A Look at the “Profit Coma” Problem in Used Vehicles
If memory serves, I first heard the term “profit coma” from dealer Brian Benstock of Paragon Honda during a podcast more than a year ago. He used the term to describe how a run of unprecedented profitability could result in dealers being slow to move as used vehicle market conditions became less favorable.
Curiously, “profit coma” has come up in dealer conversations the past couple weeks—likely triggered by the current inflection point we’re seeing in the market and the tougher conditions dealers now face as they acquire and sell used vehicles.
The inflection point’s arriving almost exactly as analysts like Cox Automotive chief economist Jonathan Smoke predicted. Broadly speaking, retail demand seems to be slowing down after starting the year stronger than expected. Wholesale values continue to decline and retail prices have begun to soften, trailing the wholesale values as they have in the past. Smoke and others expected such conditions would emerge in mid- to late April, and that’s pretty much what we’re seeing.
The current conditions have caused some dealers to take a harder look at their used vehicle operations to find ways they might resuscitate their used vehicle sales volumes and profits. Such efforts, for which I’ve been providing counsel in recent days, caused more than one dealer to realize that they had been suffering from a profit coma without really knowing it.
The symptoms of the profit coma show up in two places:
1. Inventory Acquisition: I’ve talked to several dealers who lamented that their March sales volumes, and their current pace of sales in April, likely suffered from not having sufficient inventory. Note: These dealers’ inventories are not significantly out of balance with their rolling 30-day total of retail sales. Rather, the dealers have realized, upon closer examination, that their efforts to acquire inventory likely suffered as appraisers and buyers didn’t put enough money into cars they really needed.
As one dealer put it, “they were still looking to take in cars with potential for the $3,000 and $4,000 front-end grosses we’ve been getting.” Now, the cars and customers are gone, symptoms of the profit coma. The dealer, and his used vehicle manager, have now agreed to ensure appraisers and buyers know when a car they really need arrives and to step up to acquire it, even if the front-end grosses are leaner than they’d like.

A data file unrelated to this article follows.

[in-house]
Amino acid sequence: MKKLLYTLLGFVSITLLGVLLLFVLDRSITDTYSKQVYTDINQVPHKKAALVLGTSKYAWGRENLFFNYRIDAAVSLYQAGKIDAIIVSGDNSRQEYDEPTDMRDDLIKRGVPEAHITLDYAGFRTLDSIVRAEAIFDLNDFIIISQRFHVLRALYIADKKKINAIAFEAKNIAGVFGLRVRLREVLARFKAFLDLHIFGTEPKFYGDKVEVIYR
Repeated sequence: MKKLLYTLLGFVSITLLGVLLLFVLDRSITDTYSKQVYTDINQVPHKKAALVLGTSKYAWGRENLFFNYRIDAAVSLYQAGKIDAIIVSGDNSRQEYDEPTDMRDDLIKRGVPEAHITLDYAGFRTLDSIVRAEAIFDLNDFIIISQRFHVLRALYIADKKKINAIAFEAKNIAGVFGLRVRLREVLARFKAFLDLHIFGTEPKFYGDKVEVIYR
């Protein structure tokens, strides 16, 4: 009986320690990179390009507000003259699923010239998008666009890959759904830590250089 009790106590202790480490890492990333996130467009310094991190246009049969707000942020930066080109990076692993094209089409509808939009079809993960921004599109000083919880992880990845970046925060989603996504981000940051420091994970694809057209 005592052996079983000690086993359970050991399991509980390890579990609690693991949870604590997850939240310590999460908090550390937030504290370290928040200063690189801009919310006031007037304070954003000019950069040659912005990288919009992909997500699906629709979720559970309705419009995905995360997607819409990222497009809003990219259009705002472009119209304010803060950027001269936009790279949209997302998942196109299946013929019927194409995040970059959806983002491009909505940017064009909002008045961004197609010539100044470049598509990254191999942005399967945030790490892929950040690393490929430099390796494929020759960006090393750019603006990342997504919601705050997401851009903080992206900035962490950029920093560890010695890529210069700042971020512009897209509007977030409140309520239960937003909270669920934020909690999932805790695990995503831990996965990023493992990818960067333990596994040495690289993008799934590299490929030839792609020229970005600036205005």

2. Retail Prices: When you’ve come off two-plus years of seeing front-end gross profits rival the best that dealers in my time achieved 20 to 30 years go, it’s difficult to price cars for anything less—another sign of the profit coma. But the current market isn’t as forgiving as it used to be. Retail buyers are looking much closer at what they can afford to buy and what they’re willing to pay. When dealers ask too much, they aren’t selling cars unless and until they mark down their asking prices. I should add that the failure to move these vehicles often leads to a profit coma corollary—dealers cheap-selling their best cars to make their monthly volume target.
I’d be remiss if I didn’t add that the profit coma problem isn’t as profound with ProfitTime GPS dealers who are highly disciplined to the solution’s appraisal and pricing recommendations. When they consistently apply the recommendations, there’s no mystery about the vehicles they can, and should, step up to acquire. Similarly, there’s little, if any, doubt about the cars that need to be priced to move quickly, and those that deserve a mark-up, and time, necessary to deliver their optimal ROI.
Some of the ProfitTime GPS dealers will also admit that they, too, were in a profit coma not so long ago. But now they’re awake, alert and actively taking deals from dealerships where the profit coma persists.